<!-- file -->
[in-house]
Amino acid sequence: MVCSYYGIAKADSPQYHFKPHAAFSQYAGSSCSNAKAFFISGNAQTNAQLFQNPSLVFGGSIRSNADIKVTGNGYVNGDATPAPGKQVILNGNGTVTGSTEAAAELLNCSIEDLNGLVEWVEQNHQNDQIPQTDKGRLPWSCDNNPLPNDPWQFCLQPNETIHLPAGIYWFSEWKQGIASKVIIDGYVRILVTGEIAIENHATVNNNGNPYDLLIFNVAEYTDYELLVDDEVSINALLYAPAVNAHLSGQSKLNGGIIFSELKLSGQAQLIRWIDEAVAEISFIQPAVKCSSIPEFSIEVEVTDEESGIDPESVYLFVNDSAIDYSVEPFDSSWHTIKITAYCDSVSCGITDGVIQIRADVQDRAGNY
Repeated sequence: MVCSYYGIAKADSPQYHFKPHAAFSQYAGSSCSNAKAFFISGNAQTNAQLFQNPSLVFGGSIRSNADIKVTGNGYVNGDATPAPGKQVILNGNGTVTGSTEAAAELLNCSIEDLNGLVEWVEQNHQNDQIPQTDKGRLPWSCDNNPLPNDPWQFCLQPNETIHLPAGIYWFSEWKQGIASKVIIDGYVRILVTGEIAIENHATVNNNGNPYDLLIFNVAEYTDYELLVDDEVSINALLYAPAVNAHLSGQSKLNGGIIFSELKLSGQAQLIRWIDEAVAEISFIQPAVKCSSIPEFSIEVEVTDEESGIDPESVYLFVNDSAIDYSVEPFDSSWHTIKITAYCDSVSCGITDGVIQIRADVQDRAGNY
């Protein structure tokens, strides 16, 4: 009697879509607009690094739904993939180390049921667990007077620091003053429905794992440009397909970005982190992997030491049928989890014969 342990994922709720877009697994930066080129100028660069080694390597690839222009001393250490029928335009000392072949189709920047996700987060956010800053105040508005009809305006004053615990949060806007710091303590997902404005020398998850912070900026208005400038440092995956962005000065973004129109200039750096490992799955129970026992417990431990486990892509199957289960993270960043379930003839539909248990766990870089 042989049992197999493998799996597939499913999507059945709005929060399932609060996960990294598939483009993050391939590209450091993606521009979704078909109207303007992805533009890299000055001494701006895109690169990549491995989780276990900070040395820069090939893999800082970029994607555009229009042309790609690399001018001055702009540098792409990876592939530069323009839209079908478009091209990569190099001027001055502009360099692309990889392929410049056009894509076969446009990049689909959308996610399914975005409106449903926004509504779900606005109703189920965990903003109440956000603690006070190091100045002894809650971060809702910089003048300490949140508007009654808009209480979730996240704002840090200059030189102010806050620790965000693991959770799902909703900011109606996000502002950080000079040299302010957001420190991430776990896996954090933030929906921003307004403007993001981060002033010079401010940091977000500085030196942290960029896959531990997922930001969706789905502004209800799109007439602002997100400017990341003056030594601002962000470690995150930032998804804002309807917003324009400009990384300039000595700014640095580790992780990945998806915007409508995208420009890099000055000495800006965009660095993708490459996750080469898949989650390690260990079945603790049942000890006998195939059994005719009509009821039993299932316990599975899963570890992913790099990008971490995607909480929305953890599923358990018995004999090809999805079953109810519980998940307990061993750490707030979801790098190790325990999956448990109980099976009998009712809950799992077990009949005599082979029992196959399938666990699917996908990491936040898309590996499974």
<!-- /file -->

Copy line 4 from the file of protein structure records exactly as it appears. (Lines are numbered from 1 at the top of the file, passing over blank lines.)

């Protein structure tokens, strides 16, 4: 009697879509607009690094739904993939180390049921667990007077620091003053429905794992440009397909970005982190992997030491049928989890014969 342990994922709720877009697994930066080129100028660069080694390597690839222009001393250490029928335009000392072949189709920047996700987060956010800053105040508005009809305006004053615990949060806007710091303590997902404005020398998850912070900026208005400038440092995956962005000065973004129109200039750096490992799955129970026992417990431990486990892509199957289960993270960043379930003839539909248990766990870089 042989049992197999493998799996597939499913999507059945709005929060399932609060996960990294598939483009993050391939590209450091993606521009979704078909109207303007992805533009890299000055001494701006895109690169990549491995989780276990900070040395820069090939893999800082970029994607555009229009042309790609690399001018001055702009540098792409990876592939530069323009839209079908478009091209990569190099001027001055502009360099692309990889392929410049056009894509076969446009990049689909959308996610399914975005409106449903926004509504779900606005109703189920965990903003109440956000603690006070190091100045002894809650971060809702910089003048300490949140508007009654808009209480979730996240704002840090200059030189102010806050620790965000693991959770799902909703900011109606996000502002950080000079040299302010957001420190991430776990896996954090933030929906921003307004403007993001981060002033010079401010940091977000500085030196942290960029896959531990997922930001969706789905502004209800799109007439602002997100400017990341003056030594601002962000470690995150930032998804804002309807917003324009400009990384300039000595700014640095580790992780990945998806915007409508995208420009890099000055000495800006965009660095993708490459996750080469898949989650390690260990079945603790049942000890006998195939059994005719009509009821039993299932316990599975899963570890992913790099990008971490995607909480929305953890599923358990018995004999090809999805079953109810519980998940307990061993750490707030979801790098190790325990999956448990109980099976009998009712809950799992077990009949005599082979029992196959399938666990699917996908990491936040898309590996499974």